Wharton’s Exequiel (Zeke) Hernandez discusses his research on how foreign firms benefit when they move into areas inhabited by immigrants from their home countries.

Studies have shown that foreign companies tend to move into areas where immigrants from their home countries live, and they have also suggested that doing so could boost performance. But new research coauthored by Wharton management professor Exequiel (Zeke) Hernandez and Elena Kulchina, a strategic management professor at North Carolina State University, looks closely at why, and under what circumstances, that boost happens. Their paper is titled “Immigrants and Firm Performance: Effects on Foreign Subsidiaries versus Foreign Entrepreneurs.” Hernandez spoke with Knowledge at Wharton about their research and its implications for companies wanting to do business abroad. (Listen to the podcast at the top of this page.)

An edited transcript of the conversation follows.

Knowledge at Wharton: When foreign firms establish businesses in places where immigrants from their home countries reside, how do these firms benefit?

Exequiel “Zeke” Hernandez: What studies have suggested is that there are three classes of benefits, or reasons, that would attract a firm to where immigrants from their home countries live. The first one would be what I’ll call demand. That is, there is a new market there. You sell a product that the immigrants like. I’m a Mexican firm. I sell tacos. Here is a new market for tacos. But it’s not just that you get a bigger demand among the immigrant population; the natives of the receiving country would also want to start eating tacos, for example, so you just get a bigger market.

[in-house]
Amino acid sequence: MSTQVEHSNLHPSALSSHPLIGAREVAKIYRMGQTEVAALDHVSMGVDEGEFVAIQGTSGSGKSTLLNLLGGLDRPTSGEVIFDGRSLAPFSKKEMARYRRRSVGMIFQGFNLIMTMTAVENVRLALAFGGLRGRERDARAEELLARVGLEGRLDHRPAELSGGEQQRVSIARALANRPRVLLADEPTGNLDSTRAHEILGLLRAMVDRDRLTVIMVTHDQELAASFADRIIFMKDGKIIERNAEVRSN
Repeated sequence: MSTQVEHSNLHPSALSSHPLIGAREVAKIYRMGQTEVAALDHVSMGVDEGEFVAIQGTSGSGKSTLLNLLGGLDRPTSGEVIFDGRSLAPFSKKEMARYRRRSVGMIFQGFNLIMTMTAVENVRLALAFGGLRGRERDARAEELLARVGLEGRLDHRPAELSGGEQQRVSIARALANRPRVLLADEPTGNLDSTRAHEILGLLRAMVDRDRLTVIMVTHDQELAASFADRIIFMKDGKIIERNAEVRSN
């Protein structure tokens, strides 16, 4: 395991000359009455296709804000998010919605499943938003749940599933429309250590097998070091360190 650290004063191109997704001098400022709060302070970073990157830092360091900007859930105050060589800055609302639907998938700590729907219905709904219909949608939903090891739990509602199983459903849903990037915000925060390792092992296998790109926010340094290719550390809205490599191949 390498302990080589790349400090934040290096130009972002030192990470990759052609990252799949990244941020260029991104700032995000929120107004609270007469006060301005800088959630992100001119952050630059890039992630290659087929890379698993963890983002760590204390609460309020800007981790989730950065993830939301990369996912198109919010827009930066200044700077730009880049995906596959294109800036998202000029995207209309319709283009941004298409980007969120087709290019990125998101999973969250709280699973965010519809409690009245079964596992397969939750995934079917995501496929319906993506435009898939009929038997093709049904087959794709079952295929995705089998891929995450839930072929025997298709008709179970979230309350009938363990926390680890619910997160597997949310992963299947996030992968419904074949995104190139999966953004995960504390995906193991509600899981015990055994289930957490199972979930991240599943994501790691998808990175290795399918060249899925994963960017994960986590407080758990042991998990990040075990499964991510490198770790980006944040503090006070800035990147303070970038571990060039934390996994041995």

The other benefit is more on the supply side, meaning you can go there and get benefits that help you operate more efficiently or at lower costs. For example, if I’m a firm from China and I move into Russia, I might be able to hire Chinese workers and use them more effectively or more efficiently. It could also be that the immigrant community helps me find suppliers. It’s anything on the supply side of business.

The third kind of mechanism is what we typically [label] knowledge. I can get knowledge or information about an opportunity to invest in a certain foreign market, and the immigrant community helps me learn about that opportunity for the first time. Or I decided to invest in a country like the United States, but I don’t really know how the United States works, so the immigrant community can help me get information about how to do business there.

Demand, supply and knowledge would be the three categories that researchers have speculated are beneficial and why we see this pattern of firms moving into places where immigrants live.

Knowledge at Wharton: What was the main question you set out to answer with this research?

“Studies hadn’t really shown if setting up a business where these co-national immigrants live affects profits, so that was the broad question we wanted to ask.”

Hernandez: What previous papers had shown, including some of our own work, was that firms locate in the same places where immigrants of the same nationality live. But the research had been a little bit unclear as to whether this really affects performance. For example, you could imagine that a firm from Korea likes to be where Koreans are [for a variety of reasons]. But studies hadn’t really shown if setting up a business where these co-national immigrants live affects profits, so that was the broad question we wanted to ask. Does it affect profits?

Knowledge at Wharton: In your study, you look at the performance of firms owned by individual foreigners and those that are subsidiaries of multinational firms. Does one type have an advantage over the other when it comes to setting up a business in an immigrant community?